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1954 Shooting at the U.S. Capitol

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Gunfire erupted on the floor of the U.S. House of Representatives on March 1, 1954, when four Puerto Rican nationalists shot at random from the spectators’ galleries, shouting “Viva Puerto Rico libre!”—“Long live free Puerto Rico!” Five members of Congress were injured, one seriously.

“Guard Congress After Gunfire,” Boston Daily Globe, March 2, 1954, p. 1

The U.S. had annexed Puerto Rico in 1898 and the relationship between the island and the U.S. government had long been in contention. While some Puerto Ricans sought to remain a territory or become a state, others argued for independence. The nationalists who staged the attack on the Capitol supported the most extreme interpretation of the latter—use violence to draw attention to their demand for immediate Puerto Rican independence. 

The surprise attack was mounted by four members of the Puerto Rican Nationalist Party—Lolita Lebrón, Rafael Cancel Miranda, Irvin Flores Rodriguez, and Andres Figueroa Cordero. At the time, the Capitol had few security protocols and the four would-be assassins easily entered the gallery armed with handguns. About 2:30 p.m., they indiscriminately opened fire onto the House Chamber, waving an unfurled Puerto Rican flag. 

“HELD IN ATTACK ON CONGRESSMEN,” Atlanta Daily World (Atlanta, GA), March 4, 1954, p. 2
“Aftermath of Weird Drama in Washington,” Boston Daily Globe, March 2, 1954, p. 15

Representative Alvin M. Bentley (R-MI) took a bullet to the chest and was the most severely wounded. Four other representatives were also shot: Ben F. Jensen (R-IA) was shot in the back, Clifford Davis (D-TN) was hit in the leg, George Hyde Fallon (D-MD) was shot in the hip, and Kenneth A. Roberts (D-AL) was hit in the knee.  

“The Five Representatives Who Were Wounded in House Shooting Yesterday,” New York Times, March 2, 1954, p. 16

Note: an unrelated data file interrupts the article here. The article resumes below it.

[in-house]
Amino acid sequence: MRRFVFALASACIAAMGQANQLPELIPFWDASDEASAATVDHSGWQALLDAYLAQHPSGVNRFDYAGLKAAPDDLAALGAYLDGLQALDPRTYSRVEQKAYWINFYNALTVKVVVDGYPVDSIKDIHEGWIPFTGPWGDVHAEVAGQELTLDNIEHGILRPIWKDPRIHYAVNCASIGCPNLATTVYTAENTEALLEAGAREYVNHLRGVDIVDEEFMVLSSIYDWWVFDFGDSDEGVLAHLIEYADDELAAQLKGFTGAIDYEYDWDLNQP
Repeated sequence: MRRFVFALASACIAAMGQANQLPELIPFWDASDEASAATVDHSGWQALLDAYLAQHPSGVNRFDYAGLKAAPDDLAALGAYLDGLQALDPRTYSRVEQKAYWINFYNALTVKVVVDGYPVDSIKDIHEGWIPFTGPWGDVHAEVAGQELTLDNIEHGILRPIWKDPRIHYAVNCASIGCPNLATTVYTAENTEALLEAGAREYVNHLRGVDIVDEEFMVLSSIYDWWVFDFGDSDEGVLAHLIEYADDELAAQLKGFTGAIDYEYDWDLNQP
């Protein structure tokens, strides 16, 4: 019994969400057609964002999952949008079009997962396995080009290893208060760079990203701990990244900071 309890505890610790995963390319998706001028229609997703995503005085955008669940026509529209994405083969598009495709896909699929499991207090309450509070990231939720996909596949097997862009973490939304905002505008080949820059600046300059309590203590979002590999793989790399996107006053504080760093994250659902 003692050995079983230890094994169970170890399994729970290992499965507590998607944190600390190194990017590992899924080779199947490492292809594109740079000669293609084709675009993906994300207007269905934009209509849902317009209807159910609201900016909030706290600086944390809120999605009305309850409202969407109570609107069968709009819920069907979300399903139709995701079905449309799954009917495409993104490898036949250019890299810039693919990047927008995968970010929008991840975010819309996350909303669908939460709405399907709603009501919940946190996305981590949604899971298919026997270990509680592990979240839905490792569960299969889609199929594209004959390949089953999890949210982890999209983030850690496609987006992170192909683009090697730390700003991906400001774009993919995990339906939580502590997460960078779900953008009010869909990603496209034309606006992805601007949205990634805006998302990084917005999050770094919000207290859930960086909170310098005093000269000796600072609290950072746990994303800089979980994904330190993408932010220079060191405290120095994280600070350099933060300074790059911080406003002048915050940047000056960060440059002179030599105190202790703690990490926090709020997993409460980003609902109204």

Those on the House floor quickly moved into action. Congressional pages carried the wounded to safety. As the shooters attempted to escape, three of them were overpowered by visitors, police, House staff, and Congressman James Van Zandt of Pennsylvania, who personally apprehended Rafael Miranda. The fourth shooter, Irvin Flores, escaped, but was captured later that day.

The four gunmen were tried and sentenced to more than 49 years in federal prison. Cordero, terminally ill, had his sentence commuted on humanitarian grounds by President Jimmy Carter in October 1977 and died in 1979. President Carter granted clemency for the remaining three later in 1979. Lebrón, the alleged ringleader and lone woman shooter, went on to become a revered figure among Puerto Ricans, and died in 2010. Miranda died recently on March 2, 2020.

Today, bullet holes from the shooting are still visible in the House Chamber.

“Carter Commutes Terms of Four Puerto Ricans,” Hartford Courant (Hartford, CT), September 7, 1979, p. 1
Alfred D. Sieminski (NJ). “There Was a Shooting in the House Chamber Today, Mr. Speaker.” Congressional Record 100: Part 2 (March 1,1954) p. 2444. Available from:

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* The Chronicling America historic newspapers online collection is a product of the National Digital Newspaper Program and jointly sponsored by the Library and the National Endowment for the Humanities.

Comments (6)

  1. put me on your mailing list

    • Art, you can subscribe to our blog by clicking on the Subscribe link a the top and then choosing Headlines and Heroes from the list. You can choose to subscribe to either an RSS feed or email.

  2. We get no final word on Irvin Flores Rodriguez. Is he still alive? Thank you!

    • According to a New York Times obituary (March 21, 1994, p. B10), Irvin Flores Rodriguez died on March 20, 1994 in a suburb of San Juan, Puerto Rico. The obit noted that Mr. Flores had undergone surgery for a brain tumor the year prior and had been in a coma for three months.

  3. Is amaizing the sentence, was lot of years in jail. Today you can kill a capitol police,and been call a patriot. Hor f…racist America is

  4. Why did Carter give clemency to the remaining shooters, after he commuted the sentence of the terminally ill shooter? They shot 5 Congressmen! They were sentenced to 49 years in prison and served half. Why let them out? But now we have some people who didn’t even go into the Capitol on Jan. 6 and they are sentenced to many years in prison… for less than trespassing!

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